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Sunday, April 16, 2017

Meatless? A Fresh Look at What You Eat. Written by Sarah Elton and illustrated by Julie McLaughlin. Owlkids Books, 2017. $18.95 ages 9 and up

"Like meat-eaters, vegetarians also eat eggs and milk and honey. They eat bread and rice and pasta and all sorts of grains. What they don't eat is food made from the flesh of any animal - including fish. (And in case you were wondering, there is a name for someone who doesn't eat meat but does eat fish - pescatarian.)

The world is changing - and in many ways. While people of the world are eating more meat than they ever have, there are also more and more who are choosing a vegetarian diet. It is a conversation that is taking place for many. To eat meat or not?

In this informative and relevant book, Sarah Elton provides a look at vegetarianism and why people are looking toward change. She also includes reasons that explain what motivates people to choose not to eat meat. Her introduction describes a day at a farm where she takes part in the killing of a chicken. While she still eats chicken, the experience did make her more curious about people who choose not to eat meat:

"I wanted to see meat from the
point of view of those who've
thought hard about it. What I
learned is that the question of
whether or not to eat meat is a
whole lot more complicated - and
interesting - than I ever imagined."

We are the readers who benefit from all that Ms. Elton has researched. In four parts, she examines A History of Meat-Eating, Why Go Vegetarian, If Not Meat, Then What, and Becoming a Vegetarian.

It is an in-depth look at health and how growth in meat consumption, the fact that many people have meat at every meal, and the spread of a love for meat are now being felt in countries that have not historically eaten much meat at all.

As she looks at the history of eating meat, she takes us back thousands of years to a time when hunting and gathering was the way of life. As far back as 25 million years animals were eaten. Later, if crops failed, people had to turn to other foods to keep them from starving. They didn't choose animals simply for the meat. Those animals provided other sustenance as well. Traditions have changed throughout the years, and so have beliefs about meat eating. Different religions influence the choices that some people make.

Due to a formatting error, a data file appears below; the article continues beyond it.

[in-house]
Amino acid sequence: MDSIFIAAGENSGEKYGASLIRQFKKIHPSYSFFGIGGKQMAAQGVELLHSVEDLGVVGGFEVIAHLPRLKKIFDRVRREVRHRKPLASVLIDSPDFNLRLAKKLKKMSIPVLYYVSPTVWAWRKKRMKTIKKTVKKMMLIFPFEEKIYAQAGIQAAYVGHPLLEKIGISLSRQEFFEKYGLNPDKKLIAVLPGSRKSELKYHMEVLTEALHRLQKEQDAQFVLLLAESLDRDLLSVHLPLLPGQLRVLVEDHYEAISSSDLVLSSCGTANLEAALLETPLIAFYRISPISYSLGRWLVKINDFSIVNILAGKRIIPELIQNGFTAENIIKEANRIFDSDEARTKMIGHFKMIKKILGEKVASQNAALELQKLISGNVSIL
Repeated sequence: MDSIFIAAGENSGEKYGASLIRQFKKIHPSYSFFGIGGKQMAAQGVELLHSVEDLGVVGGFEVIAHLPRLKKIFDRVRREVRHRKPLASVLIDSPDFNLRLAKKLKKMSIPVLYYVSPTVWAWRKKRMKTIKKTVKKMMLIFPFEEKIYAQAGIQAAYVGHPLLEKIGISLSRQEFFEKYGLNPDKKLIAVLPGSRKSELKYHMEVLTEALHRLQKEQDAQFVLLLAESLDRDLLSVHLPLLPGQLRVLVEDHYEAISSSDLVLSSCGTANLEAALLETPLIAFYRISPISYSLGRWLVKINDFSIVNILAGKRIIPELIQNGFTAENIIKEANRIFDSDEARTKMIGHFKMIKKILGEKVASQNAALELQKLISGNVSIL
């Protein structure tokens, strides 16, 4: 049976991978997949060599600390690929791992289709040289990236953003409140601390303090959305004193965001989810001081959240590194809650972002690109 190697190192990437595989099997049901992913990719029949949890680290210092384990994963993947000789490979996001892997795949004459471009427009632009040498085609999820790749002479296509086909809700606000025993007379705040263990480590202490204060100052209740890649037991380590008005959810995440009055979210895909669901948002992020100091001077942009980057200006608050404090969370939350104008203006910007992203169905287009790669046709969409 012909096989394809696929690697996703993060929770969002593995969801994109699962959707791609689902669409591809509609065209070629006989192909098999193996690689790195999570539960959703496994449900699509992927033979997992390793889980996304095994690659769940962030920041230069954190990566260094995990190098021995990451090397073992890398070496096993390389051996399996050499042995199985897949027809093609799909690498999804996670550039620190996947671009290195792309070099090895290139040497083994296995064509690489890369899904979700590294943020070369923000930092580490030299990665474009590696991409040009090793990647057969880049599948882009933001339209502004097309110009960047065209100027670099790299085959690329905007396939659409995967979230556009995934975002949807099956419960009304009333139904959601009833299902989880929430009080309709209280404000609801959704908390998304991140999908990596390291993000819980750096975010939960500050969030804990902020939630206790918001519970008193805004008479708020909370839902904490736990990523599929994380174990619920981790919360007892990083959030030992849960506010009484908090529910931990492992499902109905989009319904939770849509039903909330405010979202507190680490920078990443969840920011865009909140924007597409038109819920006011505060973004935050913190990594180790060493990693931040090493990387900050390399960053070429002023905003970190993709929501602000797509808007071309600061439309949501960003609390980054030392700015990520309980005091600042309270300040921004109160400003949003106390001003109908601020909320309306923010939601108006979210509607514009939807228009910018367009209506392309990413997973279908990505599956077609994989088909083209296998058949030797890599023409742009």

In the second part she discusses the many reasons that people might consider a vegetarian lifestyle, or a move toward it. There are many concerns about the effects of growing meat to feed so many and how we might make a difference. Something as simple as Meatless Monday can have an impact. Others are concerned about animal welfare, and the high cost to the environment as they are raised to feed so many. Can we keep production high enough to accommodate those who eat meat? It is a valid question.

The third part considers what we might eat to replace the consumption of meat. She lists sources where we can find protein, minerals, fats and vitamins that have traditionally been provided through our meat-eating habits. What about plants and their benefits? Many cultures of the world provide needed nutrients through plant-based dishes.

Finally in part four, the author helps us understand choosing vegetarianism as a way of life. She talks about assuring that protein is a part of a daily diet, that there are substitutes to replace meat in a daily diet, the foods we should avoid, and the need to learn to cook from scratch. Thus, we can avoid all the additives that have proven unhealthy for many. She adds a weekly menu for a meat-free diet ... it looks delicious and healthy.  She also talks with five kids who are vegetarian or vegan, bringing their stories to her readers.

 Interesting, impressive and accessible, this book will help kids and their parents to understand a different and perhaps healthier lifestyle.

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